Wednesday, March 11, 2015

Badly Translated Engrish Menus

I think most of us have seen bad Engrish, right? This menu was sent over by a dear friend, was probably one of the single worst best examples of a total machine translation FAIL and an absolute Engrish GOLDMINE.

I'll have you know that "F*ck to fry the cow river" happens to be one of my favorite Canto dishes!

Sunday, March 8, 2015

Adventures in the Asian Supermarket: Faux Japanese Foods (Part 2)

Continued from Part 1, where I talked about the misleading advertising tactics that all shoppers at Asian grocers should know about.
Mochi made by hand, from Wikicommons.

In Part 2, I want to share something that makes me more uncomfortable from a food quality and safety standpoint. It involves Mochi.

Saturday, March 7, 2015

Adventures in the Asian Supermarket: Faux Japanese Foods (Part 1)

In the last few years, I've noticed a big trend emerge at my Asian grocers. There are increasing numbers of foodstuffs (fresh foods, snacks, you name it) that are carrying Japanese language branding and badging. Like this product:
At first glance, a rather innocuous-looking product from Japan, complete with Engrish typo.
Here's why.

Thursday, March 5, 2015

Lantern Festival = Yuanxiao = Gigantic Moon

For us "Practicing Chinese" (in the cultural sense), today is the 15th day of the new year. This also marks the end of major festivities associated with Lunar New Year/Chinese New Year/Spring Festival. To mark the occasion, I had some Yuanxiao this morning:
My last Yuanxiao. It had black sesame filling.

As our calendar is largely based on the lunar cycle, the 15th of every month is a full moon. The first full moon of the year is especially auspicious, and celebrated as the Yuanxiao Festival or Lantern Festival. There are many origin theories as to how this festival first came about, but to most modern Chinese the festival is synonymous with boiled sticky rice balls. Yuan (元) can be interpreted as the "beginning", but it is also a homonym for another Yuan (圓), which means "round". That leads to a term that means "get together", TuanYuan (團圓).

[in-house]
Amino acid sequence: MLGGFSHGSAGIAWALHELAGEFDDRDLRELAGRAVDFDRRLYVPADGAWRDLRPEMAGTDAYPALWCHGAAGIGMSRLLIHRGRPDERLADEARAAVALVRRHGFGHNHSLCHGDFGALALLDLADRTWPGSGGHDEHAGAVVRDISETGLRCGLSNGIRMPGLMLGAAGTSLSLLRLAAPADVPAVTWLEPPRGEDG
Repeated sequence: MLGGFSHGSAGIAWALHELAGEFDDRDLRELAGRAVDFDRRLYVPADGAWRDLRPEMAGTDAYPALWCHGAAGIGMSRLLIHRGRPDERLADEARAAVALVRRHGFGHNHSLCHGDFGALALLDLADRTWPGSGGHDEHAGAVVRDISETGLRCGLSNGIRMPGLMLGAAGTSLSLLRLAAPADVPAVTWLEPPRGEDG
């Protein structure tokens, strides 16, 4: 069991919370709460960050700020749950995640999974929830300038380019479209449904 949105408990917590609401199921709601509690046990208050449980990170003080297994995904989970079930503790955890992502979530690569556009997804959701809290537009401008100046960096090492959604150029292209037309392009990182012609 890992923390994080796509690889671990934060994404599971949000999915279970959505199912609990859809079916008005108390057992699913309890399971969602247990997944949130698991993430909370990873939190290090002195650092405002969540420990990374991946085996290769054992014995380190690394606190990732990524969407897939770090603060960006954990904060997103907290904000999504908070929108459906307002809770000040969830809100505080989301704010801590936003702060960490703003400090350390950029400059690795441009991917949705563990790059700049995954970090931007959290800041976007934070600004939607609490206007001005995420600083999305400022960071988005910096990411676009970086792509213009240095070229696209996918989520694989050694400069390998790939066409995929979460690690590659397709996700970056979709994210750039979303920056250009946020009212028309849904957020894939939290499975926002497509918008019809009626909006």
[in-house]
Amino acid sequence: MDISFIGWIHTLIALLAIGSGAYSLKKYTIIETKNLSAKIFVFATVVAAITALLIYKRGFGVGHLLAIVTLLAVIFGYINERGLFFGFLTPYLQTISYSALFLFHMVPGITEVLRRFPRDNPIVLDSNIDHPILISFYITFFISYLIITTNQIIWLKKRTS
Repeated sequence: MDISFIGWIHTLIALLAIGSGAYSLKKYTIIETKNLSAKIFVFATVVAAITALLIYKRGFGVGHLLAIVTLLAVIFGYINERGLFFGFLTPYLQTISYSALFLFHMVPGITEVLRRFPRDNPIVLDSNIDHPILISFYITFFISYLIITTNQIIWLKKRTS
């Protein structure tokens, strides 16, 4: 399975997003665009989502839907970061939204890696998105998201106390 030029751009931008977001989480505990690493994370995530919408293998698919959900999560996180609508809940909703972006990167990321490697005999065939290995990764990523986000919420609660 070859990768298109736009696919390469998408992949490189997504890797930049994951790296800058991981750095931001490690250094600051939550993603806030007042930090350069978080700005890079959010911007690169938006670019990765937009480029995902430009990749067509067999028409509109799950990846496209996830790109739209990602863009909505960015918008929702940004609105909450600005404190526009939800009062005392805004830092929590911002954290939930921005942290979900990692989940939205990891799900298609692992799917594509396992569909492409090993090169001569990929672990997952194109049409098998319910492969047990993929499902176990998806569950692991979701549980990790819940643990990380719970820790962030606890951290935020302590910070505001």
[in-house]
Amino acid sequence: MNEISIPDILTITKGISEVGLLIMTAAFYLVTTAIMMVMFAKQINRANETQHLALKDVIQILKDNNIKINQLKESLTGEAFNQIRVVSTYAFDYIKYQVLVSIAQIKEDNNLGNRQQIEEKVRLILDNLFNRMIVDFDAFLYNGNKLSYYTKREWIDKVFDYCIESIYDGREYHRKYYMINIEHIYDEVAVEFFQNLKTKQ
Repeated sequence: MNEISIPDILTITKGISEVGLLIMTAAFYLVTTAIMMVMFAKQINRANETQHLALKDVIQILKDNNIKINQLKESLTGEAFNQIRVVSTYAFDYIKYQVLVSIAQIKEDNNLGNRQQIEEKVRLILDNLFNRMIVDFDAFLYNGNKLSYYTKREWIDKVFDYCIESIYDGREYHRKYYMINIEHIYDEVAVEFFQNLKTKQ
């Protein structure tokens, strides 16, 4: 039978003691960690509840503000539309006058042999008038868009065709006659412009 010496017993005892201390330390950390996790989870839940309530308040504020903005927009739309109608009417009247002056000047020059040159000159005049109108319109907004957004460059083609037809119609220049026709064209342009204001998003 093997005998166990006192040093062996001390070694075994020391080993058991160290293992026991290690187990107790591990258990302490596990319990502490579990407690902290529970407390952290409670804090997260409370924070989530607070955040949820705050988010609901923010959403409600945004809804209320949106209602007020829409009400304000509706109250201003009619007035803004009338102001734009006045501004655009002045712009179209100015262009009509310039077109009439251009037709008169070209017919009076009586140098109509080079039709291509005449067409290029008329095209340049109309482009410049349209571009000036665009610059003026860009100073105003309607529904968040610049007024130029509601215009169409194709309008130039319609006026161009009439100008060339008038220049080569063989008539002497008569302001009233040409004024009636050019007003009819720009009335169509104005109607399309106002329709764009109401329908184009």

In Southern China, they eat something very similar to Yuanxiao, called Tangyuan (湯圓) "soup rounds". There's also a big culture around hanging lanterns there, so it's sometimes called the Lantern Festival, as well.

For Chinese, food is highly symbolic. So with the above in mind, these little rice balls are doubly representative of the first full moon and getting together with your family.

Speaking of which, did you see the moon on this particular night? If you had a clear sky, as was the case from SF tonight, we had a big, beautiful moon:
I don't expect I'll ever get a truly beautiful shot of the moon. Some things you just have to bear witness with your eyes and keep in your memories.
I hope you were able to enjoy and appreciate tonight's big, beautiful moon and spend the day with your loved ones.